But we rely on the same pool of teachers as all schools, and therefore need the government to take seriously their role as well. Religious Studies GCSE Short Course has been dropped from school league tables, prompting a dramatic drop in entries, and leaving the statutory RE curriculum without any meaningful accreditation.
Even though the government is working hard to reform the GCSE and ensure that it is rigorous and challenging, it will not be included as one of the humanities options in the English Baccalaureate. This exclusion has not stemmed the rising numbers of those young people who value and want to study the subject, but that is primarily because the Ebacc was not compulsory and schools can still offer the subject as one of the ‘Progress 8’ that will be measured in performance tables.
But recent announcements from the Secretary of State suggest that the Conservative Party’s manifesto is likely to see the EBacc becoming compulsory, and that will have a disastrous impact on the numbers of students able to take a subject which they value so highly.
Perhaps the largest challenge is found in the desperate shortage of specialist or dedicated RE specialist teachers. It is shocking that more RE lessons are currently being taught by non-specialists than by teachers trained in the subject. One can only imagine the outcry if this was the situation with Maths or English. Encouraging new RE teachers requires the government to reconsider their current policy not to provide bursaries to PGCE students wishing to train as RE teachers. Why would anybody want to train to teach a subject which is undermined by central government in such a fashion?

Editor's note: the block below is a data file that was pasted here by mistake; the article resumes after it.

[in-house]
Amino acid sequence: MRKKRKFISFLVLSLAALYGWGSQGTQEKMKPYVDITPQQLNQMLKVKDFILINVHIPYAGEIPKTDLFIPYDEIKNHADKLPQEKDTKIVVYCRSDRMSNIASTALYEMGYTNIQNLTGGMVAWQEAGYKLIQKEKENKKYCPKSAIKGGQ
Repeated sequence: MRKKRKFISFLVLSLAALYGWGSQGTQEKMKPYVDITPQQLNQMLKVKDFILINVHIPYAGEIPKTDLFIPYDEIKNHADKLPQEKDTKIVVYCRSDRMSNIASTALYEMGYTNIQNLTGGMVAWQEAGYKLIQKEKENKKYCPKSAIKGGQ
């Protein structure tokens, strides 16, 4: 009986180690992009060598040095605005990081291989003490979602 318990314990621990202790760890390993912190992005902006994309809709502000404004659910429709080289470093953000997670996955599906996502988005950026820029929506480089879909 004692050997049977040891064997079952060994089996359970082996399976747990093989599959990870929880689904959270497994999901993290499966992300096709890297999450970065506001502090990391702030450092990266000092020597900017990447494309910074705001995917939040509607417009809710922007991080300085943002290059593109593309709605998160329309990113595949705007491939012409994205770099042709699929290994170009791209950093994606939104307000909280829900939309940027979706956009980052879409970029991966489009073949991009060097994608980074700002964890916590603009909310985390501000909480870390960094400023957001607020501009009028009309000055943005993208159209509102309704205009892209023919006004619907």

Interestingly, many young people themselves recognise the importance of RE as one of the few opportunities they have to explore the deepest motivations and values. Every year over the past ten years, increasing numbers of GCSE students have chosen to take Religious Studies, this year making it the most popular subject behind English, maths and science. Similarly, in 2014 Religious Studies A-level saw the largest increase in students of any subject.
We should be encouraged by the fact that so many of our young people see the value in being equipped to understand, analyse and evaluate the world views which account for 75% of the global population.
However, there is an increasing body of evidence to suggest that we are failing to equip young people with the vital skills of religious literacy that will become increasingly important for understanding global trends and events.
The primary purpose of any education system must be to prepare people to flourish in the challenges and opportunities they will face later in life. For the generation currently in our schools, robust critical thinking and reasoning skills and a strong understanding of religious thought will clearly be vital tools to enable such flourishing.
In this regard we are currently failing a generation and must urgently act to restore rigour, breadth and challenge to our RE curriculum. The Church of England will play its part, but the government has a key role in recognising the value RE can bring to the lives of young people and ensuring that the education system is able to deliver it.